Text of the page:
One of the interesting features of Sherrill's novel is the way in which, after initial shock, disgust, or fear, people generally suffer the Minotaur as if he is "cloaked in a tenuous veil of complicated anonymity." Luckily, the important people in his life, like his boss, his landlord, and his fellow cooks are kind-hearted. Luckily, unlike what happens in The Man Who Fell to Earth, here no scientists try to imprison and study the Minotaur, who is, after all, indigenous to earth. Indeed, the Minotaur was created by the human psyche, he is at least half human, much of what he thinks or does or experiences "would be true even if he didn't have horns," and his blood "carries with it through his monster's veins the weighty, necessary, terrible stuff of human existence: fear, wonder, hope, wickedness, love." Sherrill, then, uses the Minotaur to imaginatively explore what it might feel like to be an immortal monster living a mundane life among mortal humans, thereby expressing what it might feel like to be any unusual human longing to fit in ("Even the monstrous among us need love").
Sherill's style is rich, literate, and varied. He writes occasional poetic chapters to depict the Minotaur's memories and dreams:
"For the meadow near Cnossus, where the hyacinth petals
turn and turn out like so many palms refusing applause.
Think of me, Pasiphae, in your moment of cramped ecstasy."
He writes the vivid minutiae of life, as, for instance when he depicts some wasps in the glove compartment of an old car in a junkyard: "Whether the dozen or so wasps clinging to the nest, wings tucked like hard coats over their pinstriped articulated bodies, somber as pall bearers, but for the nervous antennae, whether they protect this treasure or are oblivious of it, is hard to tell."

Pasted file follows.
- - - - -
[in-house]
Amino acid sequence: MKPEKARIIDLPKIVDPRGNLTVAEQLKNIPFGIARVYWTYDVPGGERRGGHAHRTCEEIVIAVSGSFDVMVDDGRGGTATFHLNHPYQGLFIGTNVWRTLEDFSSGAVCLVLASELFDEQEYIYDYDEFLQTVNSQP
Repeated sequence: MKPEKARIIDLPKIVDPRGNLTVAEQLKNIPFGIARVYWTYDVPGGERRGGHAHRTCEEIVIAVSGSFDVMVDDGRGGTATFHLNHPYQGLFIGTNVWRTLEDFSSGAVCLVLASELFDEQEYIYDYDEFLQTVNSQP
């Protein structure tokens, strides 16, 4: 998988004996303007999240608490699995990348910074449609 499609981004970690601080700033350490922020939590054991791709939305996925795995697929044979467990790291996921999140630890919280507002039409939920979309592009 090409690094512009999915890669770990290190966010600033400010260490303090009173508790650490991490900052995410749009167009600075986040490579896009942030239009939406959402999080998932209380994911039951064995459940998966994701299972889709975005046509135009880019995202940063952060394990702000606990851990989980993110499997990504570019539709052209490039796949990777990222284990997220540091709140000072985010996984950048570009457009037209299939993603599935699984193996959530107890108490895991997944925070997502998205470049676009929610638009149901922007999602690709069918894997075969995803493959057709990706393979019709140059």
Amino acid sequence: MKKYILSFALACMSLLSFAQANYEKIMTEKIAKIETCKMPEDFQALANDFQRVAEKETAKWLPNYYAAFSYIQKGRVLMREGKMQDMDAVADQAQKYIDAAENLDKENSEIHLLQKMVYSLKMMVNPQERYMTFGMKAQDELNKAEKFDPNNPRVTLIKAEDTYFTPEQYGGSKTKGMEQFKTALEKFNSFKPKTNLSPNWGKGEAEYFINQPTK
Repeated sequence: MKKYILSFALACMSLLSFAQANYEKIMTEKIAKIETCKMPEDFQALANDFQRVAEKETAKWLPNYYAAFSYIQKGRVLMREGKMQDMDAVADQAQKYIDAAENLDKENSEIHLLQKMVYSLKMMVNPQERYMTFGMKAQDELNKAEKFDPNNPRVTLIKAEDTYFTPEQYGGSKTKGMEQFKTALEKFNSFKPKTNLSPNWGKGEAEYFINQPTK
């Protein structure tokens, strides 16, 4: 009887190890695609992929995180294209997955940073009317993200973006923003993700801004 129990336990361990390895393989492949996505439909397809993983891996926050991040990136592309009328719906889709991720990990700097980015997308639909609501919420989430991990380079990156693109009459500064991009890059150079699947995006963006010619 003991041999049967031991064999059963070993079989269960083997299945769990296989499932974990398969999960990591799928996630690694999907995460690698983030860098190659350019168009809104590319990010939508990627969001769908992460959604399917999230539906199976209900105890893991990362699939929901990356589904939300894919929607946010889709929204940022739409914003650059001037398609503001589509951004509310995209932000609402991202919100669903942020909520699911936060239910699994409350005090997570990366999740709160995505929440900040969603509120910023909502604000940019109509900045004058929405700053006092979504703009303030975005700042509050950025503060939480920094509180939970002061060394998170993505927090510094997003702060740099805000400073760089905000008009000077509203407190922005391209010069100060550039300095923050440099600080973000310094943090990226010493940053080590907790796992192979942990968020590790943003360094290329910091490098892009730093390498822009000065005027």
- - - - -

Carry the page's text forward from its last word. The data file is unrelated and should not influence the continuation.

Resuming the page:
He writes pitch-perfect dialogue: "You ever stick anybody with one of them horns?"
He writes lots of humor, dry ("It was an unsettling show, but he had seen worse"), bawdy (putt-putt golf accompanied by the sound from the speakers of an adult drive-in theater), cultural ("The GI Joe doll, singed and shell shocked"), or philosophical ("The crow's shadow mimics its master"). He is especially good with boys, so creative, destructive, sweet, malicious, stupid, and entertaining.
The reader Holter Graham is perfect. His Minotaur grunt is great ("Unnnnh") and his white, black, and Hispanic male and female North Carolinian kids, teens, and adults all sound convincing and human. Graham makes nary a misstep--even when voicing porn actors in action.
The Minotaur Takes a Cigarette Break is a quirky book. I'm not sure what it resembles. It is surely no heroic fantasy adventure or horror story! Neither does it feel like an urban fantasy of the Charles de Lint variety, because Sherrill uses the fantastic to show how human nature, relationships, and life are wonderful, terrible, bleak, and hopeful rather than to show how magic is just around the corner. Perhaps it most resembles Edward Scissorshands. If you don't expect a page-turning story featuring a quick-thinking, take-charge, "normal" hero, Sherrill's novel might make you chuckle, cringe, and sigh.